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Greeks make their mark on campus life

While Miami is renowned for its Hispanic culture, there stands a perimeter of fraternity houses and sorority suites that surround the University of Miami campus, revealing an abundance of “Greek” life as well.

For many students, especially incoming freshman who have yet to discover the ins and outs of Miami, going Greek or at least rushing could prove to be an experience well worth their time.

Vice President of Recruitment Mike Johnston agrees. “Rushing is a great option. It’s a chance to break free of the pre-structured environment that high school often imposes on students and discover what’s available through UM’s Greek societies.”

Many believe that rushing can also be a smart undertaking. Students who rush get the opportunity to sample the social atmosphere of Greek life before making any serious commitments to it.

It also provides students with the opportunity to learn about each individual organization and the charities and events they represent.

“By going Greek, or at least rushing,” Johnson says, “you can basically plug yourself into a whole new life on campus.”

In many respects, this is very true.

Members of a Greek organization hold approximately 85 percent of the leadership positions on campus.

They plan, organize, and fashion the majority of on-campus events throughout the school year, as well as provide an easy-to-access social scene to counter UM’s academic life.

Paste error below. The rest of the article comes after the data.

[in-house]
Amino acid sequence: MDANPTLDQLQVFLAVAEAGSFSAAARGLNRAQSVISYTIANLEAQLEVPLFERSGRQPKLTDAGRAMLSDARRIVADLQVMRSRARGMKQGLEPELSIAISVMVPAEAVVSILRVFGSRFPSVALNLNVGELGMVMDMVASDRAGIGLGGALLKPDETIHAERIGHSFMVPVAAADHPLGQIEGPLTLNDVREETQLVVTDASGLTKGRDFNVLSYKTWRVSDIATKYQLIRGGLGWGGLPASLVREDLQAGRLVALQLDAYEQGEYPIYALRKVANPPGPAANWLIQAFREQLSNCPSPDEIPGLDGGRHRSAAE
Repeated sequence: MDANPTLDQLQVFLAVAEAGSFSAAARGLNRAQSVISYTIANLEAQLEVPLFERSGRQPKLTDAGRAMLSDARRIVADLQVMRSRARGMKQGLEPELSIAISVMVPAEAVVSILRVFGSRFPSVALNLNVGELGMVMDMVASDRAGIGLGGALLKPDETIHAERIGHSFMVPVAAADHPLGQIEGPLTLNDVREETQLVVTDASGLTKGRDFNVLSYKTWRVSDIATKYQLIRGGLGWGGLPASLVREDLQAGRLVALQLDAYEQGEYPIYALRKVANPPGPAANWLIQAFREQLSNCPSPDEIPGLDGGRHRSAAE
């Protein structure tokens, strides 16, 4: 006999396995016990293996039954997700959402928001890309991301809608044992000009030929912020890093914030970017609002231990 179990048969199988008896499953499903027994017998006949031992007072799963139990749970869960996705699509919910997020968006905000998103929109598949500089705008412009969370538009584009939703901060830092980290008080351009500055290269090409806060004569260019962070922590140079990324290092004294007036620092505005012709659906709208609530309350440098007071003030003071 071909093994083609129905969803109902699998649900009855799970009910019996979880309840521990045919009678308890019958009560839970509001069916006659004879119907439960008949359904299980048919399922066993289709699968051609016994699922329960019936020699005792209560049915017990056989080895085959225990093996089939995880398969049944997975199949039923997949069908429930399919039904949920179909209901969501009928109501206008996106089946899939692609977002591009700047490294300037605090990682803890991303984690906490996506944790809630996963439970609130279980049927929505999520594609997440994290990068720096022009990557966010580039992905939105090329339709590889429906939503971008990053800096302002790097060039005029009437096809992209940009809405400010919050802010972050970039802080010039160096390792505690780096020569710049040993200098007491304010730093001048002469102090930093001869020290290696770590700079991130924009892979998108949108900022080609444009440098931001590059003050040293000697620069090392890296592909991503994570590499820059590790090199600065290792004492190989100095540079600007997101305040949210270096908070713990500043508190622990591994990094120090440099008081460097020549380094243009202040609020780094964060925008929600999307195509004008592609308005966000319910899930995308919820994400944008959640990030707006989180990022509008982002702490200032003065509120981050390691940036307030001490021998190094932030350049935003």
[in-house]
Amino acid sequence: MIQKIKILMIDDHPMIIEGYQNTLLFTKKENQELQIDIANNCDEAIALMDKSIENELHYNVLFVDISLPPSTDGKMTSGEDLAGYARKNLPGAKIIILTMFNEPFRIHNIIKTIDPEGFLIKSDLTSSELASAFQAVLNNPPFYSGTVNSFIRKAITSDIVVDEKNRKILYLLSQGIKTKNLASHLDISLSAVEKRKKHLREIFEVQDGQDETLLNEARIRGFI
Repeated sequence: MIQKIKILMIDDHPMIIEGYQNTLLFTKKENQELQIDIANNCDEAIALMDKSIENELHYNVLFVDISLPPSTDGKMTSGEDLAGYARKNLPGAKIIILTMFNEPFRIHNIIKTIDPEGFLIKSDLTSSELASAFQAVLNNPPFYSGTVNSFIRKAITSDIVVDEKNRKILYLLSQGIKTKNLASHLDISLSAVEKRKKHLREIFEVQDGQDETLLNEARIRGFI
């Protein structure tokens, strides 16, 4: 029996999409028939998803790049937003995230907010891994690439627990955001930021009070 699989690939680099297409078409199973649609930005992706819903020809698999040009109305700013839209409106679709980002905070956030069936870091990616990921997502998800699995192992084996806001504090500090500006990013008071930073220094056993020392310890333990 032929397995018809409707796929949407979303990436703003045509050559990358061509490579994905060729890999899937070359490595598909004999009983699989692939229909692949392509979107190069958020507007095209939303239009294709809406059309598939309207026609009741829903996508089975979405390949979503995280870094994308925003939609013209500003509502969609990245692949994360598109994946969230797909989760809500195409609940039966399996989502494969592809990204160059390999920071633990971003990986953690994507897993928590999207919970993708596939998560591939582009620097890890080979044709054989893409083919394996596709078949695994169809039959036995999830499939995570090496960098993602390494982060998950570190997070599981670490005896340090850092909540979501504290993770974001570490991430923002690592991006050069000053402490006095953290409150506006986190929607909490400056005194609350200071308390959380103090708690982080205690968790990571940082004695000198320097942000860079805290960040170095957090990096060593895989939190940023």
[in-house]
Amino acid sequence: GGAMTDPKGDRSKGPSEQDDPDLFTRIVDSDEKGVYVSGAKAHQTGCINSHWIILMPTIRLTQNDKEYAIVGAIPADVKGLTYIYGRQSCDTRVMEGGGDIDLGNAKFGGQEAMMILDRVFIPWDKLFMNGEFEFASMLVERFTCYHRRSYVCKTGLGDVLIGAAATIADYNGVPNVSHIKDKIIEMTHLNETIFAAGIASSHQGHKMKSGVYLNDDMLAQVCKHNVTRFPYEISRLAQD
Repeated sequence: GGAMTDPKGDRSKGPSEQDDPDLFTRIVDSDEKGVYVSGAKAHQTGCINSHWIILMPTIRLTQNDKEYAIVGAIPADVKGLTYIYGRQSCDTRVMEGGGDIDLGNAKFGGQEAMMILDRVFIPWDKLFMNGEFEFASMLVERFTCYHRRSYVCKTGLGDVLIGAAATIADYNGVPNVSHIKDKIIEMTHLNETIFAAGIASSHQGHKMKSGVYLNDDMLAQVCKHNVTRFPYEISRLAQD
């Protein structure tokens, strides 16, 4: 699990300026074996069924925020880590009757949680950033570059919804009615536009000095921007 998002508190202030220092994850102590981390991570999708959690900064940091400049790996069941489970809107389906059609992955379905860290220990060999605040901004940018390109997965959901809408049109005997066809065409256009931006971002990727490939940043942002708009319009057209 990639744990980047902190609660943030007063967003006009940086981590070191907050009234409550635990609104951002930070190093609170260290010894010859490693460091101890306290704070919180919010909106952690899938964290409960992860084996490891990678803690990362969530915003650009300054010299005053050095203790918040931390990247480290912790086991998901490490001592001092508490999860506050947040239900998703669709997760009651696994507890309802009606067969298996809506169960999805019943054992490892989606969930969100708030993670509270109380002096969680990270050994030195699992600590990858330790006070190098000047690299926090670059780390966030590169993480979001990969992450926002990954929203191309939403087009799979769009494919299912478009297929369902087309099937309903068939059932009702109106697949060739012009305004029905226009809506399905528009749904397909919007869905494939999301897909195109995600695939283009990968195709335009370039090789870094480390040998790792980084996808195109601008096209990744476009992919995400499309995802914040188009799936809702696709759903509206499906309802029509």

The breakdown of the Greek Recruitment is quite simple.

Fraternity Rush is the first and most informal stage of the process. It’s an obligation-free chance to visit and learn about Greek-society.

September 3rd will kick off the housing tour in which the fraternity houses and sorority suites throughout the campus will be open to visit and explore.

Each fraternity will answer any questions students may have about Greek life and give them a general idea of what to expect if you are to actually join.

After the meet and greet sessions are over, “Smokers” or specified-invite-only events take place.

During this period, participants meet each other on a more individual basis and try to get a feel for the individual organizations. Essentially, it’s the students’ chance to try on each fraternity or sorority and see which one fits best. These last about an hour and will be held on Sept. 9, 10 and 12.

Finally, on Sept. 13, each Greek organization will make a formal invitation to their candidates of choice in what is known as “bid day.” Those who choose to make it this far now have the choice as to whether or not Greek life is an endeavor worth taking.

“Greek life has given me a lot of experiences in life that I never would have had,” said Dave Hurley of Sigma Phi Epsilon. “Like any organization with a selective membership, there will be ups and downs, but through my personal experience I’ve made some really good friends.”

According to Johnston, the turnout of incoming “rushers” exceeded their expectations, signaling a growing membership in UM’s Greek life.

Recruitment is currently under way in the breezeway and will continue for the next few weeks.

August 30, 2002

Reporters

The Miami Hurricane

Student newspaper at the University of Miami


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The Miami Hurricane is the student newspaper of the University of Miami in Coral Gables, Florida. The newspaper is edited and produced by undergraduate students at UM and is published in print every Tuesday.